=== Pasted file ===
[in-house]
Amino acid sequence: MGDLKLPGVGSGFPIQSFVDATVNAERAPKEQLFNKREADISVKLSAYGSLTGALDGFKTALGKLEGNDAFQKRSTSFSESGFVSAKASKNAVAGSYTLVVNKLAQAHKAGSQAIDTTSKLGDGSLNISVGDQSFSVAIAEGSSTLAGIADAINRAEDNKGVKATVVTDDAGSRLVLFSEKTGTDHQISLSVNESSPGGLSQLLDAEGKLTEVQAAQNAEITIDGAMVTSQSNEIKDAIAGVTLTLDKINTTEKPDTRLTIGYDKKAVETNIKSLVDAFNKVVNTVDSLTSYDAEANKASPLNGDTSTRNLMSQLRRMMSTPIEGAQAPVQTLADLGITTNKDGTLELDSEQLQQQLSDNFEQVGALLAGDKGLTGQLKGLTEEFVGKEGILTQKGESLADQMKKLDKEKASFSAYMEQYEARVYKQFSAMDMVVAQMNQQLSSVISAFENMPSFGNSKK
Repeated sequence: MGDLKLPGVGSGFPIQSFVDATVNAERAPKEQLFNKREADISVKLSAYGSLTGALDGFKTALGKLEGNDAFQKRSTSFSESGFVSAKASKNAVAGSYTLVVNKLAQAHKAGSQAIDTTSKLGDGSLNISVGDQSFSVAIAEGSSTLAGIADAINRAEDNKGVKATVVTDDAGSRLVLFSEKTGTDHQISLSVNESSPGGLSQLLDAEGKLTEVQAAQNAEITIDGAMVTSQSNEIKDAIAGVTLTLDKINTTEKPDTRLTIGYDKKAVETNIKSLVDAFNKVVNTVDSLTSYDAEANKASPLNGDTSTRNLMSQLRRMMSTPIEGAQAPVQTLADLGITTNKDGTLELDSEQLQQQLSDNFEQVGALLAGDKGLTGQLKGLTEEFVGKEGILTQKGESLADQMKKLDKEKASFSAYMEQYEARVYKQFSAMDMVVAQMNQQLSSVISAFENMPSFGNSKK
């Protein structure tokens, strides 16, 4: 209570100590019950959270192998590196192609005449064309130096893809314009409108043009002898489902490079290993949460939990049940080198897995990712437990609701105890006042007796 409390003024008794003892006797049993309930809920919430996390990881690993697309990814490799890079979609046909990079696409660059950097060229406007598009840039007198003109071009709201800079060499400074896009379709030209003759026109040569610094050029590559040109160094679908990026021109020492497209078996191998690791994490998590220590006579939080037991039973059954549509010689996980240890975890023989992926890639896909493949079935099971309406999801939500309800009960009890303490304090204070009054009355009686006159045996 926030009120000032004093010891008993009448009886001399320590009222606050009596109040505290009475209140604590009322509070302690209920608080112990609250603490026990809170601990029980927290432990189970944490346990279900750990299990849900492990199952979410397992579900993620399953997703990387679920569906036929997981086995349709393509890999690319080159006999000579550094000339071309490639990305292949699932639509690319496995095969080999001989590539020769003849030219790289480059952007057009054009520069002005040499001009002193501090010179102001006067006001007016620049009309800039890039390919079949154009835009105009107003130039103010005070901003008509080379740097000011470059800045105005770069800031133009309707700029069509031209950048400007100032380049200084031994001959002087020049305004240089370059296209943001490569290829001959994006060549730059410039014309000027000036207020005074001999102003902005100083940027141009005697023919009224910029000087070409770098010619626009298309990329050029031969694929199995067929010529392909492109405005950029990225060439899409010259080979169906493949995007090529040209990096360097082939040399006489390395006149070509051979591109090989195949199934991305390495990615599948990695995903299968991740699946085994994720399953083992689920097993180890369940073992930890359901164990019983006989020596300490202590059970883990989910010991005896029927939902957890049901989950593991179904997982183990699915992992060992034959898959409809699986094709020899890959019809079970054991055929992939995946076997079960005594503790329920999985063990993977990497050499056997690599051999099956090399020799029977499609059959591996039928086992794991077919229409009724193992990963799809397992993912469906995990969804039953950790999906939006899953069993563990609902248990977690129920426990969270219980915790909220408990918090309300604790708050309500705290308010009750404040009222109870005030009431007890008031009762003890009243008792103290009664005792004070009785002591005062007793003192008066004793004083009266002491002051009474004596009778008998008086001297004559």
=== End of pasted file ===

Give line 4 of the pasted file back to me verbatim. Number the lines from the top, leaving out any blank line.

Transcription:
């Protein structure tokens, strides 16, 4: 209570100590019950959270192998590196192609005449064309130096893809314009409108043009002898489902490079290993949460939990049940080198897995990712437990609701105890006042007796 409390003024008794003892006797049993309930809920919430996390990881690993697309990814490799890079979609046909990079696409660059950097060229406007598009840039007198003109071009709201800079060499400074896009379709030209003759026109040569610094050029590559040109160094679908990026021109020492497209078996191998690791994490998590220590006579939080037991039973059954549509010689996980240890975890023989992926890639896909493949079935099971309406999801939500309800009960009890303490304090204070009054009355009686006159045996 926030009120000032004093010891008993009448009886001399320590009222606050009596109040505290009475209140604590009322509070302690209920608080112990609250603490026990809170601990029980927290432990189970944490346990279900750990299990849900492990199952979410397992579900993620399953997703990387679920569906036929997981086995349709393509890999690319080159006999000579550094000339071309490639990305292949699932639509690319496995095969080999001989590539020769003849030219790289480059952007057009054009520069002005040499001009002193501090010179102001006067006001007016620049009309800039890039390919079949154009835009105009107003130039103010005070901003008509080379740097000011470059800045105005770069800031133009309707700029069509031209950048400007100032380049200084031994001959002087020049305004240089370059296209943001490569290829001959994006060549730059410039014309000027000036207020005074001999102003902005100083940027141009005697023919009224910029000087070409770098010619626009298309990329050029031969694929199995067929010529392909492109405005950029990225060439899409010259080979169906493949995007090529040209990096360097082939040399006489390395006149070509051979591109090989195949199934991305390495990615599948990695995903299968991740699946085994994720399953083992689920097993180890369940073992930890359901164990019983006989020596300490202590059970883990989910010991005896029927939902957890049901989950593991179904997982183990699915992992060992034959898959409809699986094709020899890959019809079970054991055929992939995946076997079960005594503790329920999985063990993977990497050499056997690599051999099956090399020799029977499609059959591996039928086992794991077919229409009724193992990963799809397992993912469906995990969804039953950790999906939006899953069993563990609902248990977690129920426990969270219980915790909220408990918090309300604790708050309500705290308010009750404040009222109870005030009431007890008031009762003890009243008792103290009664005792004070009785002591005062007793003192008066004793004083009266002491002051009474004596009778008998008086001297004559």